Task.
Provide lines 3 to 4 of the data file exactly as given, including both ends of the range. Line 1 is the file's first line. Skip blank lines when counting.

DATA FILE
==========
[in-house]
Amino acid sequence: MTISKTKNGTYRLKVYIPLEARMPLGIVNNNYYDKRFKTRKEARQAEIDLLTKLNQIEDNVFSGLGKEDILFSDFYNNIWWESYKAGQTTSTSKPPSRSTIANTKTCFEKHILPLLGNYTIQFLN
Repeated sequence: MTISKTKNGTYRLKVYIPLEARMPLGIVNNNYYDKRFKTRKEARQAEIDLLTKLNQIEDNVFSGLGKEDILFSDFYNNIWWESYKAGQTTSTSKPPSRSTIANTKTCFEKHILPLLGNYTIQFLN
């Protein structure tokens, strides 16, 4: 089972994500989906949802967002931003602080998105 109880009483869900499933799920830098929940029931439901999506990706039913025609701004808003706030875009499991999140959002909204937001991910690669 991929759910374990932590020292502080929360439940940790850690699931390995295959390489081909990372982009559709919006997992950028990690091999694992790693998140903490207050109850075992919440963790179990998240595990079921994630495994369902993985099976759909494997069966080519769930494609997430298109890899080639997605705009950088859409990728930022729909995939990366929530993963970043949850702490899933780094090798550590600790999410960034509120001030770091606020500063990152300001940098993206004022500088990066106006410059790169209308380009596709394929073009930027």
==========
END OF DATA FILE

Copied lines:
Repeated sequence: MTISKTKNGTYRLKVYIPLEARMPLGIVNNNYYDKRFKTRKEARQAEIDLLTKLNQIEDNVFSGLGKEDILFSDFYNNIWWESYKAGQTTSTSKPPSRSTIANTKTCFEKHILPLLGNYTIQFLN
């Protein structure tokens, strides 16, 4: 089972994500989906949802967002931003602080998105 109880009483869900499933799920830098929940029931439901999506990706039913025609701004808003706030875009499991999140959002909204937001991910690669 991929759910374990932590020292502080929360439940940790850690699931390995295959390489081909990372982009559709919006997992950028990690091999694992790693998140903490207050109850075992919440963790179990998240595990079921994630495994369902993985099976759909494997069966080519769930494609997430298109890899080639997605705009950088859409990728930022729909995939990366929530993963970043949850702490899933780094090798550590600790999410960034509120001030770091606020500063990152300001940098993206004022500088990066106006410059790169209308380009596709394929073009930027």